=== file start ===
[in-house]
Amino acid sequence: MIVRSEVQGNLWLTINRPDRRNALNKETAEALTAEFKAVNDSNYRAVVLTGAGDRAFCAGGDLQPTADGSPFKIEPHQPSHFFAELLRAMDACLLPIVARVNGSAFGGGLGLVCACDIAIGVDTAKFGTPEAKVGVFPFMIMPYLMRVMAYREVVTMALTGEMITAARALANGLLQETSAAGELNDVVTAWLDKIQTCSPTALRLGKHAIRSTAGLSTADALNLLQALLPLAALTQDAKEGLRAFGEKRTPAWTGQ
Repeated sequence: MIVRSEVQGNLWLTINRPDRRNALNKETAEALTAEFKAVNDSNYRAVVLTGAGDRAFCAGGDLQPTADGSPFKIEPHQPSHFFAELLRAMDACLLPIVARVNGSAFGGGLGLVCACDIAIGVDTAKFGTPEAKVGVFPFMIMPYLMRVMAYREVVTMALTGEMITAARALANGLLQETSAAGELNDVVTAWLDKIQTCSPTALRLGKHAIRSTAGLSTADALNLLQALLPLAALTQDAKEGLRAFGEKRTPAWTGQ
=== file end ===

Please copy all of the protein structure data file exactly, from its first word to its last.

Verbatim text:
[in-house]
Amino acid sequence: MIVRSEVQGNLWLTINRPDRRNALNKETAEALTAEFKAVNDSNYRAVVLTGAGDRAFCAGGDLQPTADGSPFKIEPHQPSHFFAELLRAMDACLLPIVARVNGSAFGGGLGLVCACDIAIGVDTAKFGTPEAKVGVFPFMIMPYLMRVMAYREVVTMALTGEMITAARALANGLLQETSAAGELNDVVTAWLDKIQTCSPTALRLGKHAIRSTAGLSTADALNLLQALLPLAALTQDAKEGLRAFGEKRTPAWTGQ
Repeated sequence: MIVRSEVQGNLWLTINRPDRRNALNKETAEALTAEFKAVNDSNYRAVVLTGAGDRAFCAGGDLQPTADGSPFKIEPHQPSHFFAELLRAMDACLLPIVARVNGSAFGGGLGLVCACDIAIGVDTAKFGTPEAKVGVFPFMIMPYLMRVMAYREVVTMALTGEMITAARALANGLLQETSAAGELNDVVTAWLDKIQTCSPTALRLGKHAIRSTAGLSTADALNLLQALLPLAALTQDAKEGLRAFGEKRTPAWTGQ